Thursday, August 24, 2023


Mackay and Whitsunday Life

Punk Passion And Vitriol Comes To Airlie

Brisbane’s punk band of the moment is making its way down the Bruce Highway, flipping off North Queenslanders by the truckload in performances across the state for their newest album tour for ‘Real Rare Whale’.

Dune Rats arrive in Airlie Beach on December 30 for a Friday night, hearty-party festival at Magnums to keep the loud alive – which they’ve been accomplishing as part of an impressive upward trajectory.

Their new album already landed the No. One spot on the Australian ARIA position, has been nominated for Best Hard Rock/ Metal album, their shows are drawing in huge, sold-out crowds domestically, and they’re heading international soon enough.

Success to success has put the Brisbane trio on a one-way trip down from Cairns back to Brissie, and they’re certainly “Psyched to come back to North Queensland!”

“It’s been years but last time were some of the best shows we’ve played,” Dune Rats’ BC Michaels, the band’s backing vocalist and drummer, said.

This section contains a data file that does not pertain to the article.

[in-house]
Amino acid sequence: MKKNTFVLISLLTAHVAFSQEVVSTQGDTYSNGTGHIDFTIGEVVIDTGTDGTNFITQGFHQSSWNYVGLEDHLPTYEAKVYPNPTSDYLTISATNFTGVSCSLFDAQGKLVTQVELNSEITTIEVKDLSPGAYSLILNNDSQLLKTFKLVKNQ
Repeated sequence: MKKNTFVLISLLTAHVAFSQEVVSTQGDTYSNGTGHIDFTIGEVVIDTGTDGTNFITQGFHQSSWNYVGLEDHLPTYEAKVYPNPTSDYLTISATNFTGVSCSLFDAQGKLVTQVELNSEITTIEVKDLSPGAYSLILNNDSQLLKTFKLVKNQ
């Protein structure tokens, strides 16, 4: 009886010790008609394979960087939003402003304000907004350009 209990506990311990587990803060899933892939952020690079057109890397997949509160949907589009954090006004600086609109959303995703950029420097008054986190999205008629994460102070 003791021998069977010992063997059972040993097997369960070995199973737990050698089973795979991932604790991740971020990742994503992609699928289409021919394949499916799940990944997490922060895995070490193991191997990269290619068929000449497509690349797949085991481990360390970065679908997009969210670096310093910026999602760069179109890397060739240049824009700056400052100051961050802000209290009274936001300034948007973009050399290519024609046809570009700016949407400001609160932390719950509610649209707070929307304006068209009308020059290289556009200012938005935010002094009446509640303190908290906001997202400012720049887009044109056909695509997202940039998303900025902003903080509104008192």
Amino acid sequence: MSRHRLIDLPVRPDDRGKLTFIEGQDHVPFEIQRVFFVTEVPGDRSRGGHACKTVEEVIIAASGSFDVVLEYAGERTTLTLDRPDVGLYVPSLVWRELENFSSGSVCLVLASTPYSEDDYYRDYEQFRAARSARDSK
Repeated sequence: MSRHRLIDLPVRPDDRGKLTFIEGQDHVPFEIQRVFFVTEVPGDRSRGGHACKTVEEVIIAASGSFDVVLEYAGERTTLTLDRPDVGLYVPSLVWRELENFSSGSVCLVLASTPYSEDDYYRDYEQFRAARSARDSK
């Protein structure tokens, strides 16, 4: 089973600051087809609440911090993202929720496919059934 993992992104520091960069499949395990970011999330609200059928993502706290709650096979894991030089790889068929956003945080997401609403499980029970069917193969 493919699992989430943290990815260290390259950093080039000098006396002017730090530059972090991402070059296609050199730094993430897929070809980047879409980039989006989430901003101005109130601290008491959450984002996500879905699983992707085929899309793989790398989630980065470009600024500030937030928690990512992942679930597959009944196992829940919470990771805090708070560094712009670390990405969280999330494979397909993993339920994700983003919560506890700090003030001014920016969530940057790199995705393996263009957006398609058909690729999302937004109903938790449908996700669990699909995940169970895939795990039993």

The band’s front man couldn’t agree more: “North Queensland has always turned it on for us,” Danny Beus said.

“Last time the barriers were crowd surfed out of the venue so we can’t wait to see what’s in store the time around.”

That affinity for North Queensland might come from the working-class element – which punk has long-tapped into en mass – and it’s no wonder their Airlie Beach show is drawing a stir in the ticket department.

So, how best to describe Dune Rat’s music? Undoubtedly it owes a legacy to Nirvana, taking an absurdly Australian lilt at the American band’s alternative rock and infusing it with a healthy dose of the angrier punk-grime scene of the ‘70s – the Sex Pistols most enthusiastically.

But working-class Oi!-esque anger wasn’t the sole domain of Brits, and Americans didn’t have copyright on disaffected youth – Dune Rats reviles in the Brisbane punk scene, which has its own storied past and vibrant, acrimonious present – most notably in The Saints.

As well, Dune Rats sautés in the milieu of its contemporaries: They are indebted to the indie-trance music mesh of New South Wales bands like Skegss and Hockey Dad.

But, the Brisbane boys take it about three steps to the left – where Hockey Dad is either soft or garage rock, Dune Rats is impolite punk, no-holds-barred, like a harsher, throatier Join The Club. It’s a middle-finger-fusion where “good-natured bad behaviour” is reviled and proliferated to a new MTV Generation.

They’re big, bombastic, and they’re taking off, gathering steam like a punk locomotive – and they’re Australian to the core.

Crowds will head to Magnums Airlie Beach to catch Dune Rats on Friday, December 30.

Dune Rats are another of the big acts coming to Magnums Airlie Beach this year

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